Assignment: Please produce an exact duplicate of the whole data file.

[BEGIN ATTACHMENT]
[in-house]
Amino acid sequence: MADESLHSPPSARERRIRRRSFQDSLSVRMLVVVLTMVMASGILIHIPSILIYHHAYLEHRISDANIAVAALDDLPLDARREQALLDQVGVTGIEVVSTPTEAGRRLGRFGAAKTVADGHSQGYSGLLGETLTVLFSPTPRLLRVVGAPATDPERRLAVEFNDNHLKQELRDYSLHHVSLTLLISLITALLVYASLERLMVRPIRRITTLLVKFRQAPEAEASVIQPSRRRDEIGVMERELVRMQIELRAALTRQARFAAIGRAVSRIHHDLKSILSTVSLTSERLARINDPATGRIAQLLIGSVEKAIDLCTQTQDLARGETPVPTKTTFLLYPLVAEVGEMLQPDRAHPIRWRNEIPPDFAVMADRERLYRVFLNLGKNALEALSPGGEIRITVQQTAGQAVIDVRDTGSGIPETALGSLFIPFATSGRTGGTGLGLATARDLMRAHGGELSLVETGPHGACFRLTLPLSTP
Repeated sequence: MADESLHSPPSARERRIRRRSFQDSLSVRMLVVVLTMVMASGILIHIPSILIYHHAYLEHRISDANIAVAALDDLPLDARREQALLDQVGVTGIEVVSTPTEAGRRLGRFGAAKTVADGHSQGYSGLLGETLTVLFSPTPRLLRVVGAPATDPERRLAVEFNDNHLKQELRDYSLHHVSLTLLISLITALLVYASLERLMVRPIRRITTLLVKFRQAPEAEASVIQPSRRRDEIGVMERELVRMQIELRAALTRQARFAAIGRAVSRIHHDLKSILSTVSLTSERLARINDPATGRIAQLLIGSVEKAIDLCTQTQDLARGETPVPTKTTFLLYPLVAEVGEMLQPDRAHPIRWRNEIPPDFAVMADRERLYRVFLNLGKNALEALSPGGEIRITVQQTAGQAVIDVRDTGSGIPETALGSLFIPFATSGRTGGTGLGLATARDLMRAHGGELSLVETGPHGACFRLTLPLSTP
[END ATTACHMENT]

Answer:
[in-house]
Amino acid sequence: MADESLHSPPSARERRIRRRSFQDSLSVRMLVVVLTMVMASGILIHIPSILIYHHAYLEHRISDANIAVAALDDLPLDARREQALLDQVGVTGIEVVSTPTEAGRRLGRFGAAKTVADGHSQGYSGLLGETLTVLFSPTPRLLRVVGAPATDPERRLAVEFNDNHLKQELRDYSLHHVSLTLLISLITALLVYASLERLMVRPIRRITTLLVKFRQAPEAEASVIQPSRRRDEIGVMERELVRMQIELRAALTRQARFAAIGRAVSRIHHDLKSILSTVSLTSERLARINDPATGRIAQLLIGSVEKAIDLCTQTQDLARGETPVPTKTTFLLYPLVAEVGEMLQPDRAHPIRWRNEIPPDFAVMADRERLYRVFLNLGKNALEALSPGGEIRITVQQTAGQAVIDVRDTGSGIPETALGSLFIPFATSGRTGGTGLGLATARDLMRAHGGELSLVETGPHGACFRLTLPLSTP
Repeated sequence: MADESLHSPPSARERRIRRRSFQDSLSVRMLVVVLTMVMASGILIHIPSILIYHHAYLEHRISDANIAVAALDDLPLDARREQALLDQVGVTGIEVVSTPTEAGRRLGRFGAAKTVADGHSQGYSGLLGETLTVLFSPTPRLLRVVGAPATDPERRLAVEFNDNHLKQELRDYSLHHVSLTLLISLITALLVYASLERLMVRPIRRITTLLVKFRQAPEAEASVIQPSRRRDEIGVMERELVRMQIELRAALTRQARFAAIGRAVSRIHHDLKSILSTVSLTSERLARINDPATGRIAQLLIGSVEKAIDLCTQTQDLARGETPVPTKTTFLLYPLVAEVGEMLQPDRAHPIRWRNEIPPDFAVMADRERLYRVFLNLGKNALEALSPGGEIRITVQQTAGQAVIDVRDTGSGIPETALGSLFIPFATSGRTGGTGLGLATARDLMRAHGGELSLVETGPHGACFRLTLPLSTP